Global weekly: Fears recede

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ABN AMRO Private Banking, Expertise, Private Lending, Business

The fears that had gripped markets since the beginning of the year are gradually receding. Equity markets are recovering in line with commodities, oil prices and a reduction in volatility. The bond market also perked up, as investors moved into riskier segments.

Economic data continues to be mixed and, in some cases, more disappointing than expected. The ABN AMRO Global Investment Committee believes that there are two sources of relief to the malaise: consumers and policymakers. The consumer holds the key to development of the world economy. Low oil prices will support consumer spending, which, in turn, will reduce inventories and lead to higher output. A fundamental stabilisation should be on its way, given that global demand is growing faster than world output.

Central banks will return to centre stage starting next week and are expected to continue to support growth. The ECB meets on 10 March and the US Federal Reserve on 13-14 March. The ECB is expected to keep its commitment to improve financial conditions. Further monetary stimulation is expected. Given a sense of exhaustion about the effectiveness of the ECB’s monetary policies, there is also the possibility of a new stimulus setup.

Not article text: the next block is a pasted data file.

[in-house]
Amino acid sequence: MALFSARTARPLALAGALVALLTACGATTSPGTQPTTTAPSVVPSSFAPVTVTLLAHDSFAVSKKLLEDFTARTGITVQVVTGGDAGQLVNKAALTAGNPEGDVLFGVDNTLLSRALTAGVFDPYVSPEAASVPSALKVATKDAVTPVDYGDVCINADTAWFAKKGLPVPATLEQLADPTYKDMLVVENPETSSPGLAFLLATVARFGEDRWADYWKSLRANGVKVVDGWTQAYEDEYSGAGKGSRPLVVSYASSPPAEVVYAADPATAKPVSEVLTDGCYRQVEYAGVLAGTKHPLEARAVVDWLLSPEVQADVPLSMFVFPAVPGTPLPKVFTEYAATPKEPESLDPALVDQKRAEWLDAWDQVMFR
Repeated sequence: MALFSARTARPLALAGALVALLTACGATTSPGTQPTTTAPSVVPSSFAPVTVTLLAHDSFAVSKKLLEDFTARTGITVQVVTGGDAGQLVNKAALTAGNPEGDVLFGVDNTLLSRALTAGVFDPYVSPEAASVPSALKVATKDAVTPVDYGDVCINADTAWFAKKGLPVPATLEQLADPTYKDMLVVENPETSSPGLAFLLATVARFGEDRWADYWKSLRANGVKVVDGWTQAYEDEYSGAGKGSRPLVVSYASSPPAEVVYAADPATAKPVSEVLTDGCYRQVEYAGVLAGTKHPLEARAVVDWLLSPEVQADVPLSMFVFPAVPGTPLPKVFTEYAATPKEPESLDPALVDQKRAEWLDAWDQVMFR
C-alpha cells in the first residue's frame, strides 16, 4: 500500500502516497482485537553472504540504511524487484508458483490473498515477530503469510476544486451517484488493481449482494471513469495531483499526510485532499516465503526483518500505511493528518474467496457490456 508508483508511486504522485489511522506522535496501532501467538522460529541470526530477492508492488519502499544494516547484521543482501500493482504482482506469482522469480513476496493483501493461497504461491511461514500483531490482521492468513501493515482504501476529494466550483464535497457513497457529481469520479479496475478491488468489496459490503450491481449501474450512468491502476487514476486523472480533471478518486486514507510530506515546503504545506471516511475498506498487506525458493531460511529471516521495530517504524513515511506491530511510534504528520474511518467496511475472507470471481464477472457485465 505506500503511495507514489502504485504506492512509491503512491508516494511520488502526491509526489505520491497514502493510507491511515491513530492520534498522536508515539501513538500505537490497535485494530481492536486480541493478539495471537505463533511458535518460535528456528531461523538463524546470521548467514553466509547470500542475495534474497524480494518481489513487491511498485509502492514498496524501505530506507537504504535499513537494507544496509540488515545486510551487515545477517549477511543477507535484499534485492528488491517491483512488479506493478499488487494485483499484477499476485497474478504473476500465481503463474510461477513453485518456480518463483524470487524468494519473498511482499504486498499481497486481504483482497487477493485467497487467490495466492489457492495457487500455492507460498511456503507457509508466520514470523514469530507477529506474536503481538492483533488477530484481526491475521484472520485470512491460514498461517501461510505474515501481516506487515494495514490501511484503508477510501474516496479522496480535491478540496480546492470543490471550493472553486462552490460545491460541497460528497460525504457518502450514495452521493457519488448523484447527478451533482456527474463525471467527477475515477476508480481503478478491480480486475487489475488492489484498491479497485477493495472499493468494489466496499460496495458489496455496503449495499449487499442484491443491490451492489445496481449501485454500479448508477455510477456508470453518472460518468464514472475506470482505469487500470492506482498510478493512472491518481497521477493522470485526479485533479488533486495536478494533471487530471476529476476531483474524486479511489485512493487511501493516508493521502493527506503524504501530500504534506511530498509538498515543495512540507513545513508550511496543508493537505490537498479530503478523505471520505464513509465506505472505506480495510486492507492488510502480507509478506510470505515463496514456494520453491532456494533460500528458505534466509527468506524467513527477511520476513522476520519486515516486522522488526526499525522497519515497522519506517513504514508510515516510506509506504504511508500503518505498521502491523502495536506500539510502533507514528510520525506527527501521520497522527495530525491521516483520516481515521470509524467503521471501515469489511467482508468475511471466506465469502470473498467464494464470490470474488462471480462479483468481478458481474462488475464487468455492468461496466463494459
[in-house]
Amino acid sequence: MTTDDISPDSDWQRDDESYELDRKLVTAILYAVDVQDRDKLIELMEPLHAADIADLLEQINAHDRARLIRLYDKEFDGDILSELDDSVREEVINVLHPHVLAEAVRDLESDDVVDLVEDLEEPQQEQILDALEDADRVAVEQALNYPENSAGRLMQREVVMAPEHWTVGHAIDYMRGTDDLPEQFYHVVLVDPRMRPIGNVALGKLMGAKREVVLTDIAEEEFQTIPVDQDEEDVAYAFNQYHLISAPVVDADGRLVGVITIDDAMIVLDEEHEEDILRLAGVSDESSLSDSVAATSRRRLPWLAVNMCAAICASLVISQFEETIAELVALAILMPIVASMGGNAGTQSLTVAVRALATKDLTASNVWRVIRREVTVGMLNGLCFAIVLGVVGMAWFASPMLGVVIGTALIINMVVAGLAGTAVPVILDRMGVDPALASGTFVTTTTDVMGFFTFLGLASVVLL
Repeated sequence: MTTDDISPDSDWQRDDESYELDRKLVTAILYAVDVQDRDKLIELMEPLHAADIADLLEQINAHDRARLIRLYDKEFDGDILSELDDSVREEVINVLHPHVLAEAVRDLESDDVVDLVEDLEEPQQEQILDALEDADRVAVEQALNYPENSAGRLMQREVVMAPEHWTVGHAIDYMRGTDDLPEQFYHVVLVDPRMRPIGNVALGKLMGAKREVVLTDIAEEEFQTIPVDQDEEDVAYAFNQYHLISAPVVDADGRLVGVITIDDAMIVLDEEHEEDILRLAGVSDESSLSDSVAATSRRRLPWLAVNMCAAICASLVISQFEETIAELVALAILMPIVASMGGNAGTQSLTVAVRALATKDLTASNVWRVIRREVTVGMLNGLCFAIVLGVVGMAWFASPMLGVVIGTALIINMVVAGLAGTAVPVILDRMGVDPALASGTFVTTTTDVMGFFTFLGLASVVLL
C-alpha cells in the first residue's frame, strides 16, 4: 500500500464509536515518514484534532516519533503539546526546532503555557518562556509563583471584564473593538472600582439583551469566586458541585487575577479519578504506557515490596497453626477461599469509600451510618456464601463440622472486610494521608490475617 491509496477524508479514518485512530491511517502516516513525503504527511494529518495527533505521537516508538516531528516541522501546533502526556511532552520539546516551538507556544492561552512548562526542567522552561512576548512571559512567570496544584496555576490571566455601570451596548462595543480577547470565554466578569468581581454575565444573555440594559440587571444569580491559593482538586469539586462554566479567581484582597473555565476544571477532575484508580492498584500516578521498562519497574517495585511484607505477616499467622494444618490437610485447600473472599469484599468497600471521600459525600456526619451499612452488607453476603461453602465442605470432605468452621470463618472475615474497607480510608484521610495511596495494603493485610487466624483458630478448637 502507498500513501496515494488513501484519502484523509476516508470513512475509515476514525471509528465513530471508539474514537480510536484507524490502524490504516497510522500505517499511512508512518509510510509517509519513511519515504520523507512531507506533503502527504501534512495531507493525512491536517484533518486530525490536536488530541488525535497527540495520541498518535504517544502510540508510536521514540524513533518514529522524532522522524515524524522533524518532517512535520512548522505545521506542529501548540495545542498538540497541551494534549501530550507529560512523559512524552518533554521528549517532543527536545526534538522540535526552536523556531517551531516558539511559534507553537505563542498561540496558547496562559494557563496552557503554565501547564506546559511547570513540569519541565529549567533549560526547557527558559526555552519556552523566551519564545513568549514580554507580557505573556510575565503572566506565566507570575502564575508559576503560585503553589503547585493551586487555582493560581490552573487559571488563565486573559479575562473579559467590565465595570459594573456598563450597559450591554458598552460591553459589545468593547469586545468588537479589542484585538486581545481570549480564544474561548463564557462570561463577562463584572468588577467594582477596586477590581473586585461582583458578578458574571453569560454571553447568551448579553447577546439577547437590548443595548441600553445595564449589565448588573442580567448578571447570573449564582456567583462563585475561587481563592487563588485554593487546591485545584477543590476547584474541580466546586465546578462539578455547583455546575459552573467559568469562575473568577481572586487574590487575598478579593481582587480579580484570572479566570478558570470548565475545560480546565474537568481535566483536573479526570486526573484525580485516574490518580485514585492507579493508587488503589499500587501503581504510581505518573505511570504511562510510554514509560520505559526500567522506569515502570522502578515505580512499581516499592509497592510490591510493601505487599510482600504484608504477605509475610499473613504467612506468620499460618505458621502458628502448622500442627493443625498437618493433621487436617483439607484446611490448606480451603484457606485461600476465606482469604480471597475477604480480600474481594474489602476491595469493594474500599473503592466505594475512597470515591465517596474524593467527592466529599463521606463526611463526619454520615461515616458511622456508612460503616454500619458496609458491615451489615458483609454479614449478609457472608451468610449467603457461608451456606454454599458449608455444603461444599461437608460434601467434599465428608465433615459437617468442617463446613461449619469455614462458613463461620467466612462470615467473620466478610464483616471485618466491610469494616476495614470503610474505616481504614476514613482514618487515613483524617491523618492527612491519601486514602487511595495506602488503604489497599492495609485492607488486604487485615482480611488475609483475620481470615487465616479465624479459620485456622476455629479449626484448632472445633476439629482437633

The base case of ABN AMRO Group Economics is that the ECB will cut its deposit rate by 20 basis points in March and by another 20 basis points in June, with measures to cushion the blow for banks. A tiered deposit rate system and even longer duration refi loans are believed likely. In addition, monthly asset purchases are expected to increase by EUR 10 billion a month and for the programme to be extended until June 2017.

In the US, the central bank is expected to keep rates on hold throughout 2016. While the domestic situation may support an increase in rates, global considerations are believed to outweigh a hike any time soon.

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